The newest component of the Foundation’s efforts is the graduate assistantship program started with the University of Florida. With the transfer of $350,000 of NFF’s principal into the University of Florida’s Foundation and a 50% match of funding from the State of Florida, the assistantship will support a student or students, seeking advanced degrees, who would work on specific problems associated with foliage plants. It becomes NFF’s bridge from education to additional research.

The Foundation has always maintained a strong relationship with the University of Florida and in 2007, took the next step to support a graduate student that will focus their attention specifically on foliage research. At that time, NFF transferred a portion of their principle and received a 50% state match. With Florida producing approximately 80% of the foliage grown in the United States and the University of Florida doing about 99% of the nation’s research, it was a perfect match just waiting to happen. In 2010, there are now two graduate students working on marketing-focused projects.

As of January 2011:

Principle Balance of the Fund - $ 451,635.30

Income Balance of the Fund - $ 26,685.46

Current Projects:

Project One:
Examining the Most Effective Ways to Market Indoor Foliage to End Users and Consumers
conducted by Alexis Solano; faculty advisor is Dr. Tracy Irani

One of the goals of the National Foliage Foundation (NFF) has been to enhance marketing efforts to increase awareness of the benefits of interior plants used in public, commercial and private establishments, primarily focusing on three key benefits: 1) improved indoor air quality (IAQ); 2) lower workplace stress and 3) enhanced productivity. Target audiences for indoor foliage marketing include homeowners who buy foliage in garden centers as well as building facility managers from an interiorscape standpoint who install foliage. This project will focus on focus on “next generation” foliage consumers—younger members of the target audience to whom foliage could be marketed as both a lifestyle trend and potentially a way to reduce their carbon footprint.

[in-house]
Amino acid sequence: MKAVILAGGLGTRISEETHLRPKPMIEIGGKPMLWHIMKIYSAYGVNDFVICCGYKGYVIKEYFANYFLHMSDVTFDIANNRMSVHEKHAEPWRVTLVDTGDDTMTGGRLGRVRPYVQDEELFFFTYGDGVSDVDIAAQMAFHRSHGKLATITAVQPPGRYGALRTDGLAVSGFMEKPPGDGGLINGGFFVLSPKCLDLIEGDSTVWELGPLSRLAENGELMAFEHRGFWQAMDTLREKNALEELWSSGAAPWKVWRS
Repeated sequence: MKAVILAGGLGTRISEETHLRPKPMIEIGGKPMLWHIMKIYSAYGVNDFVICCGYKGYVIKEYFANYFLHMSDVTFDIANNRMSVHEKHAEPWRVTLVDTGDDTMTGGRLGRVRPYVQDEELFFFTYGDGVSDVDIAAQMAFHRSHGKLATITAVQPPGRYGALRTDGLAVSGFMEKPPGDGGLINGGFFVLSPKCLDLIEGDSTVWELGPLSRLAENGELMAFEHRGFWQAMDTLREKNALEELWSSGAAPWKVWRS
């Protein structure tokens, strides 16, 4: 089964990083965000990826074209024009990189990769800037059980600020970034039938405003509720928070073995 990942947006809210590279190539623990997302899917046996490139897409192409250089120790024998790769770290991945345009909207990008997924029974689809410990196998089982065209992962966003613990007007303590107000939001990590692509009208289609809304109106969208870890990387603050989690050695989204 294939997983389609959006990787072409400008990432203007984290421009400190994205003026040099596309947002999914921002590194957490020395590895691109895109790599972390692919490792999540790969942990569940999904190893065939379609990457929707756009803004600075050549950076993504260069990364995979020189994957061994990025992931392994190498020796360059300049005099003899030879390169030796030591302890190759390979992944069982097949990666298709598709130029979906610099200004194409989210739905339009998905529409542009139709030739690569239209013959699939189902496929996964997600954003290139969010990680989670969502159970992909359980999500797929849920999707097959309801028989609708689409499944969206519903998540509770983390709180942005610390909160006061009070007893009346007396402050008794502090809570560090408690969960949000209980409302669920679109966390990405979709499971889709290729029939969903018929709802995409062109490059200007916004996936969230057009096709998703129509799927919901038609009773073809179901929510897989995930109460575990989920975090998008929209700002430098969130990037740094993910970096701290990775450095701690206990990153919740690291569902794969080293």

Project Two:

Creating a Social Epidemic Among Generation Y: The Next Generation of Affluent Consumers of Flowers and Plants –
conducted by Deidra L. Slough; faculty advisors are Dr.Tracy Irani and Dr. David G. Clark

Generation Y presents the most potential audience for sparking new interest in flowers and plants and creating potential new markets. According to an analysis done in 2002 by Brand Channel, over 84 million Gen-Yers have an accumulated spending power of over $150 billion per year in disposable income. Due to their spending power, high degree of education and lack of knowledge about plants, this project will try to successfully build stronger loyalty and love for plants by creating a plant epidemic on the University of Florida campus and seek to share this knowledge with other university systems across the country.